Guest Contribution by Dr. Ratana Chuenpagdee
For people interested in small-scale fisheries, the above title captures well what is recognized about the sector. It is not easy, however, to convince others whose interests may lie elsewhere.
Making the case for small-scale fisheries in the policy arena is challenging. This is due, in part, to the lack of available evidence to illustrate their essential contributions to food security, poverty alleviation, employment and conservation- beyond what is observed locally. Unlike their large-scale counterparts, no systematic data collection and information system exists to capture key details about small-scale fisheries. Their highly diverse, complex and dynamic nature, along with the wide geographical spread, including in remote areas, make it extremely difficult to know how many small-scale fishers there are at a certain time, what happens to their catches and what portion is consumed in the households, how big of a market share small-scale fisheries possess, etc.
According to some estimates, about 90% of the people directly or indirectly involved in fisheries are small-scale. This number alone means that they are simply too big to be ignored. However, the reality is unfortunately the opposite. When the term ‘fisheries’ is used, it is normally the large-scale, commercial sector that is referred to, not the small-scale, which can be for commercial purposes but also for subsistence use. In discussions about the contribution of fisheries to society, it is often presented as a percentage of GDP, export value, and through jobs and employment numbers.
To a large extent, policies and decisions related to fisheries are made based on what is understood about large-scale fisheries, and in response to their needs. For example, in many areas of the world, including Canada, fishing agreements, quota allocations, user rights and government subsidies are often made in favor of industrial fisheries. These policies often either generate conflicts with small-scale fishing people or displace them altogether. This undermines the ability of small-scale fisheries to be competitive and adaptive to global change (including climate change), inhibits the services they provide to their communities, and ultimately, affects their basic rights to exist.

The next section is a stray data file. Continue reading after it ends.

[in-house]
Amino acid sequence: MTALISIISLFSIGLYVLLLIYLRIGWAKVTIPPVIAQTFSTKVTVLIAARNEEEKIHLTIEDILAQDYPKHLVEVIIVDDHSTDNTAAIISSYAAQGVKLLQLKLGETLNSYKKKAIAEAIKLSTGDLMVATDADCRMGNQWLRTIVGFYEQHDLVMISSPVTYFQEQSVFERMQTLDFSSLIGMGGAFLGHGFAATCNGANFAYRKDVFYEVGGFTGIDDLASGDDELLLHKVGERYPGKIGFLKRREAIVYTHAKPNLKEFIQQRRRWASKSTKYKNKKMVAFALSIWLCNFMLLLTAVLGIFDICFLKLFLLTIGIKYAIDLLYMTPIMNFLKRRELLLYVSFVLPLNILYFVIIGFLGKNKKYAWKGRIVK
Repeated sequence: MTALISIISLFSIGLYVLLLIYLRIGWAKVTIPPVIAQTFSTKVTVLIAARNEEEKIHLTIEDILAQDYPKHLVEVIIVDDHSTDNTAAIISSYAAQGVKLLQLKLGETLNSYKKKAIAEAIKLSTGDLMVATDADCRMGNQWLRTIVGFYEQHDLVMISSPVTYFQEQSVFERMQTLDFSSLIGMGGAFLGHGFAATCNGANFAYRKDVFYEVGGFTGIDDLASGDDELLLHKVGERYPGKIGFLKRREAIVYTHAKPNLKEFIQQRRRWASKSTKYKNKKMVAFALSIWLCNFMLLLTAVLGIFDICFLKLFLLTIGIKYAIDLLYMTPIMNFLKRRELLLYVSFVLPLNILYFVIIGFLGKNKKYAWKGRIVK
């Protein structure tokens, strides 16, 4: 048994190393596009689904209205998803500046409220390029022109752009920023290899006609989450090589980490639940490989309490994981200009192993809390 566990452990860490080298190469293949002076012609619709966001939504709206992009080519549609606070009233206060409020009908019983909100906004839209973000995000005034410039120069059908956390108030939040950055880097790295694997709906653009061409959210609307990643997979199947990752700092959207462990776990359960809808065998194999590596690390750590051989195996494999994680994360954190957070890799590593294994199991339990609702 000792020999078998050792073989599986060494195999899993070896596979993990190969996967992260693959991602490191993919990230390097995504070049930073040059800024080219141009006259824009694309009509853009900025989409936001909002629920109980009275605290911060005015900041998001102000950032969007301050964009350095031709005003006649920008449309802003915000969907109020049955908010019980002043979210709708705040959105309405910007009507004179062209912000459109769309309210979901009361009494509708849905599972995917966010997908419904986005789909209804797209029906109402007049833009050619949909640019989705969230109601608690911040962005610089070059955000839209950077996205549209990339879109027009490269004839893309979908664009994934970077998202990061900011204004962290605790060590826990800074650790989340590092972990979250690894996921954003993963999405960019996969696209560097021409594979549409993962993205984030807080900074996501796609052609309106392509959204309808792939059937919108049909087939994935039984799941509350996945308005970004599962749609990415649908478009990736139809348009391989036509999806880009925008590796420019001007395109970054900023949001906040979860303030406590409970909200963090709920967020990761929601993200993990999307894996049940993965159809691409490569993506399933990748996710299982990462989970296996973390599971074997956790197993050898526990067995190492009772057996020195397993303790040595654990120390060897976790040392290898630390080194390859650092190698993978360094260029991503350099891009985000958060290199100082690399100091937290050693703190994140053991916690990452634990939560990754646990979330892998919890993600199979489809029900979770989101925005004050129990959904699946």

Where there is a coastline or substantial body of water, there are usually small-scale fisheries, however they are defined. Small-scale fisheries supply food and income to fishing households and give them a meaningful way of life. These aspects are not captured in the GDP calculation, making their contribution seem low. They are key members in the communities, serving, in many instances, as a critical social safety net and cultural heritage. There is also abundant evidence showing the contribution of small-scale fishing people to the conservation and stewardship of the aquatic environment.
Small-scale fisheries are essentially too important to fail. This needs to be reflected in fisheries policies that pay full attention to the significance of fishing livelihoods to small-scale fishing communities, along with the different contributions they make to the society at large.
An information system designed to capture key characteristics of small-scale fisheries, in-depth research to answer critical questions affecting them, and avenues for interactive policy discussion focusing on small-scale fisheries are aspects of an ongoing initiative, Too Big to Ignore. Through funding from the Social Sciences Research Council of Canada and with contributions from community organizations, governments and researchers around the world, this research partnership is organized to enable its members to work collaboratively in identifying problems and finding local and global solutions.
There is certainly much more to do beyond information sharing, research, capacity building and policy dialogue. But the sharing of lessons, knowledge and experiences in small-scale fisheries- the basic goal of the partnership- is an important first step that can help elevate the profile of small-scale fisheries and highlight their importance.
Dr. Ratana Chuenpagdee is the project director for Too Big to Ignore: Global Partnerships for Small-Scale Fisheries Research and the Canada Research Chain in Natural Resource Sustainability and Community Development.